showed less change. The March 1960 total was
398,000, up only 3,300, or less than 1%, from the
same month a year earlier. Employment by gov­
ernment, both Federal and local, including
schools, rose by about 2,000 to show the largest
nonmanufacturing employment increase.

But Unemployment Remains a Problem
The positive and sizeable year-to-year rise in
total employment—up 15,000 as stated above—
indicates that the simultaneous unemployment
increase—up 2,000 in March—has not been due
simply to a general cutback in employment. In­
stead, the figures imply that during the 12-month
period new jobs have opened in considerable num­
bers, but these jobs have not been filled primarily
from the ranks of the unemployed. In addition to
the insured unemployed, employees can be re­
cruited from among the youngsters reaching
working age, i.e., the natural increase in popula­
tion, from persons who come to Cleveland from
other areas, and from voluntary entrants into
the labor force, e.g., married women or others
who take jobs, but were not previously “ unem­
ployed” .
The question arises, why weren’t more of the
new job openings filled by persons who have been
laid off and are collecting unemployment com­
pensation? For lack of complete and detailed in­

formation, this question can’t be answered with
certainty, but it appears that changing job re­
quirements may provide a considerable part of
the explanation.
In the current May issue of the Monthly Busi­
ness Review of the Federal Reserve Bank of
Cleveland, a study of long-term trends in na­
tional employment reveals that opportunities for
employment have been increasing for profes­
sional and technical factory workers who can
carry on research and development programs,
and for clerical workers and sales personnel, or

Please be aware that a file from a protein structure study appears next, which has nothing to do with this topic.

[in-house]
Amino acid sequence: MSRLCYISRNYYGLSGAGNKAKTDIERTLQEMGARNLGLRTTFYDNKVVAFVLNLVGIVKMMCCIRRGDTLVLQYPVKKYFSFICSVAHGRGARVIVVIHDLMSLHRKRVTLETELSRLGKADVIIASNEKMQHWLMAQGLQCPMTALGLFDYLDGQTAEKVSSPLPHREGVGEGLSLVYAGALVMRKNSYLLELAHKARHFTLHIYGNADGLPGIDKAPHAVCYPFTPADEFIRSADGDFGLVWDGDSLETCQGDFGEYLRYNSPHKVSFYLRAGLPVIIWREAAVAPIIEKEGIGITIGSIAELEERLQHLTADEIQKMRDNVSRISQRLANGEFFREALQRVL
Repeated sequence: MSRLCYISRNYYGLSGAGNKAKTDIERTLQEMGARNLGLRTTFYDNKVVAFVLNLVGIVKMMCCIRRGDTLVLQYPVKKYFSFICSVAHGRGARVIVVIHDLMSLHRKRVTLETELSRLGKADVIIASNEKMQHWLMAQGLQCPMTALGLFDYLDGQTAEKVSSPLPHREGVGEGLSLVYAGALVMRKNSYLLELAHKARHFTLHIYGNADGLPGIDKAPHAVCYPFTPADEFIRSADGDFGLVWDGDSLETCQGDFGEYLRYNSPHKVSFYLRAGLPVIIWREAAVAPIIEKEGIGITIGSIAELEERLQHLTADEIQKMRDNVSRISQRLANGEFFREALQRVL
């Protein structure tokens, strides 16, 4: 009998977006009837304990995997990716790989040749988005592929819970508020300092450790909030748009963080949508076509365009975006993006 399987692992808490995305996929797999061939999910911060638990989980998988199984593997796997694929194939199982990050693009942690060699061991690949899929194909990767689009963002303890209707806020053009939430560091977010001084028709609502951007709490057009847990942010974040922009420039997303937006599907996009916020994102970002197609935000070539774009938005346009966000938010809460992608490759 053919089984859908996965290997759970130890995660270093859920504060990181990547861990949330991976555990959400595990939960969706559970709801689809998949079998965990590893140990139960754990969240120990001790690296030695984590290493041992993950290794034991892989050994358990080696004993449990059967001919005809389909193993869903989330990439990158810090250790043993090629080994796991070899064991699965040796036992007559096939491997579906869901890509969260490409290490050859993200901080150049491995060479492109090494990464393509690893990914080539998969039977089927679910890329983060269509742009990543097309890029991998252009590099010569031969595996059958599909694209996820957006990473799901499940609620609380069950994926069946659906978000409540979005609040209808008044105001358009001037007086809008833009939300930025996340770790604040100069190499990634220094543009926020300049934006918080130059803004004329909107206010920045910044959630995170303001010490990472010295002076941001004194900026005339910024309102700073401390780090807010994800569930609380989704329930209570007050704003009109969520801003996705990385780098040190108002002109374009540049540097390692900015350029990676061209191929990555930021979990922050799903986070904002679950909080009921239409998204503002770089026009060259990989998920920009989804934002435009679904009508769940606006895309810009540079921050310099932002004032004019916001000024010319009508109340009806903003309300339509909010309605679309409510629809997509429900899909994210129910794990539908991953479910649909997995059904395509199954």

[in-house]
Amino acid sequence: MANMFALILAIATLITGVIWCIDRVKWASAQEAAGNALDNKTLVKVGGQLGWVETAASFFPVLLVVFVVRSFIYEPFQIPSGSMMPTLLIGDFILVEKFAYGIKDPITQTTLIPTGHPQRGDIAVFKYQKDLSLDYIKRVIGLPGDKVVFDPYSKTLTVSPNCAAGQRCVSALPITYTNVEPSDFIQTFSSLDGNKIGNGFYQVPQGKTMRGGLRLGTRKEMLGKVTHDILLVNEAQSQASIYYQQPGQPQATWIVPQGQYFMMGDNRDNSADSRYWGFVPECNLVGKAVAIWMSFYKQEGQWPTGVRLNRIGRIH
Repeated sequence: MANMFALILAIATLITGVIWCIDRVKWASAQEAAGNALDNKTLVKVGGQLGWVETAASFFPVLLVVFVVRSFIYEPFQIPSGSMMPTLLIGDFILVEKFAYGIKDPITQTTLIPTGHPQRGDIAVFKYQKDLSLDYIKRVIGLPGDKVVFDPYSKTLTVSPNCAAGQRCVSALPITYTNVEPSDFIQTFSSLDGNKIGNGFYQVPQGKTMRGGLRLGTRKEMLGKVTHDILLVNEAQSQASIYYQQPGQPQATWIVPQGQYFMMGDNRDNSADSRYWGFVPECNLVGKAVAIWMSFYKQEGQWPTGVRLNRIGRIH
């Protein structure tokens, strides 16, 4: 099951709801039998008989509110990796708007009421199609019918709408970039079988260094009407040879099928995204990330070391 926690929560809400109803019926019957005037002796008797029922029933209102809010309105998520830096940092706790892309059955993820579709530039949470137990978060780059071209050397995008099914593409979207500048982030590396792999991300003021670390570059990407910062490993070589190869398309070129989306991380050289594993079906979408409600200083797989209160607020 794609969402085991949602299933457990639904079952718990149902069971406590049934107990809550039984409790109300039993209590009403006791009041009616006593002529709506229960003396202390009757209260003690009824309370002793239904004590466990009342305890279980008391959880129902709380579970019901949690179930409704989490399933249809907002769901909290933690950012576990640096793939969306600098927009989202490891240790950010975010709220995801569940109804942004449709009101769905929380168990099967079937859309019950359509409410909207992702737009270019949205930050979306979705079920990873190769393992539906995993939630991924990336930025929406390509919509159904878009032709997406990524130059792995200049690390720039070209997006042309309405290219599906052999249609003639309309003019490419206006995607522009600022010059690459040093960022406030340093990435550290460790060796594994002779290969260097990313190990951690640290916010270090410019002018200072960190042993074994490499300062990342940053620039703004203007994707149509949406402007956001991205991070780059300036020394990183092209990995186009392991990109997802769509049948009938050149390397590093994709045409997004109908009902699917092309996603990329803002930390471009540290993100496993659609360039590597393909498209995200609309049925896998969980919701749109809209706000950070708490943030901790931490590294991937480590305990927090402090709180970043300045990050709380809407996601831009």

in other words the so-called “ white-collar” em­
ployees. On the other hand, the employment of
“ blue-collar” workers on production lines, in
maintenance jobs, etc., has been slowly waning
and requirements for the jobs that remain call
for fewer but more skilled productive personnel
than was the case in the past.
In contrast, a large proportion of the insured
unemployed have little or no training. A recent
study by the U. S. Department of Labor based
on February 1960 data classifies fully half of the
insured unemployed in the nation and in Ohio as
unskilled or semi-skilled. Only one-fourth were
classified as skilled workers. Furthermore, as the
report indicates, of the persons who experienced
long-term unemployment and exhausted their
unemployment insurance benefits in February of
this year, more than half were unskilled or semi­
Cleveland has long been a sizeable manufactur­
ing labor-market area and it has, by the nature
of its industries, attracted a substantial pool of
labor both skilled and unskilled. In view o f the
large numerical size of the unskilled group of
workers, even a relatively small shift away from
the use of unskilled labor may be expected to
have a measurable effect on unemployment in
this area.